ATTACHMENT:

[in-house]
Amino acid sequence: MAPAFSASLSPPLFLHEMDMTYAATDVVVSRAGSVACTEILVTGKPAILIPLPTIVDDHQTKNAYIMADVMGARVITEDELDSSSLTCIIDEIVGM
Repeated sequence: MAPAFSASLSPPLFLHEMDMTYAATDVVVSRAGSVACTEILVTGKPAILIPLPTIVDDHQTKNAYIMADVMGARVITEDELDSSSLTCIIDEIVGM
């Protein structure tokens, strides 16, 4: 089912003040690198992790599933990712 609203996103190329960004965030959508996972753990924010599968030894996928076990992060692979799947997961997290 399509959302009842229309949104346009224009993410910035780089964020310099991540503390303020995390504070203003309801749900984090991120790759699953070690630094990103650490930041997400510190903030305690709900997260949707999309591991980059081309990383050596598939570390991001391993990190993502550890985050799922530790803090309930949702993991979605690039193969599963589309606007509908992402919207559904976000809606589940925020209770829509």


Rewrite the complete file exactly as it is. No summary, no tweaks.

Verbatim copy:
[in-house]
Amino acid sequence: MAPAFSASLSPPLFLHEMDMTYAATDVVVSRAGSVACTEILVTGKPAILIPLPTIVDDHQTKNAYIMADVMGARVITEDELDSSSLTCIIDEIVGM
Repeated sequence: MAPAFSASLSPPLFLHEMDMTYAATDVVVSRAGSVACTEILVTGKPAILIPLPTIVDDHQTKNAYIMADVMGARVITEDELDSSSLTCIIDEIVGM
């Protein structure tokens, strides 16, 4: 089912003040690198992790599933990712 609203996103190329960004965030959508996972753990924010599968030894996928076990992060692979799947997961997290 399509959302009842229309949104346009224009993410910035780089964020310099991540503390303020995390504070203003309801749900984090991120790759699953070690630094990103650490930041997400510190903030305690709900997260949707999309591991980059081309990383050596598939570390991001391993990190993502550890985050799922530790803090309930949702993991979605690039193969599963589309606007509908992402919207559904976000809606589940925020209770829509």